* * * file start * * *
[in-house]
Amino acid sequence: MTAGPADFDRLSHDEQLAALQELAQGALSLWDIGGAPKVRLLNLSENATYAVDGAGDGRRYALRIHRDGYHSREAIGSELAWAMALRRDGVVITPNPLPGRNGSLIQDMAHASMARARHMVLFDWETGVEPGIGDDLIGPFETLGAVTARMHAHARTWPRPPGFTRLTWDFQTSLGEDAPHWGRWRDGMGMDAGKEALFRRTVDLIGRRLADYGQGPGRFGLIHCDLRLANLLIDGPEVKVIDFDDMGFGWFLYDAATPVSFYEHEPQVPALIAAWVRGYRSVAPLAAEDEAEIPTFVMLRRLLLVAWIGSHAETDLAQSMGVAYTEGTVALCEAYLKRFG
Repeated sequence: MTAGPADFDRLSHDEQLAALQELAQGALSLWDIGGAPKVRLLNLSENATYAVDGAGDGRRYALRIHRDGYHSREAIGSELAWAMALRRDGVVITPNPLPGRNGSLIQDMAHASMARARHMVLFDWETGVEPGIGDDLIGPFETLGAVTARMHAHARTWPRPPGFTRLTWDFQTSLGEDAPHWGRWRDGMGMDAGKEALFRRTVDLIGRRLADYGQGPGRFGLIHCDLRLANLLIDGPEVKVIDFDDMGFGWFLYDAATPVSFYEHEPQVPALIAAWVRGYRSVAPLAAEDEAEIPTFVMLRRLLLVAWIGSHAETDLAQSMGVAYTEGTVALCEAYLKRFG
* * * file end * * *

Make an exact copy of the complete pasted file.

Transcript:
[in-house]
Amino acid sequence: MTAGPADFDRLSHDEQLAALQELAQGALSLWDIGGAPKVRLLNLSENATYAVDGAGDGRRYALRIHRDGYHSREAIGSELAWAMALRRDGVVITPNPLPGRNGSLIQDMAHASMARARHMVLFDWETGVEPGIGDDLIGPFETLGAVTARMHAHARTWPRPPGFTRLTWDFQTSLGEDAPHWGRWRDGMGMDAGKEALFRRTVDLIGRRLADYGQGPGRFGLIHCDLRLANLLIDGPEVKVIDFDDMGFGWFLYDAATPVSFYEHEPQVPALIAAWVRGYRSVAPLAAEDEAEIPTFVMLRRLLLVAWIGSHAETDLAQSMGVAYTEGTVALCEAYLKRFG
Repeated sequence: MTAGPADFDRLSHDEQLAALQELAQGALSLWDIGGAPKVRLLNLSENATYAVDGAGDGRRYALRIHRDGYHSREAIGSELAWAMALRRDGVVITPNPLPGRNGSLIQDMAHASMARARHMVLFDWETGVEPGIGDDLIGPFETLGAVTARMHAHARTWPRPPGFTRLTWDFQTSLGEDAPHWGRWRDGMGMDAGKEALFRRTVDLIGRRLADYGQGPGRFGLIHCDLRLANLLIDGPEVKVIDFDDMGFGWFLYDAATPVSFYEHEPQVPALIAAWVRGYRSVAPLAAEDEAEIPTFVMLRRLLLVAWIGSHAETDLAQSMGVAYTEGTVALCEAYLKRFG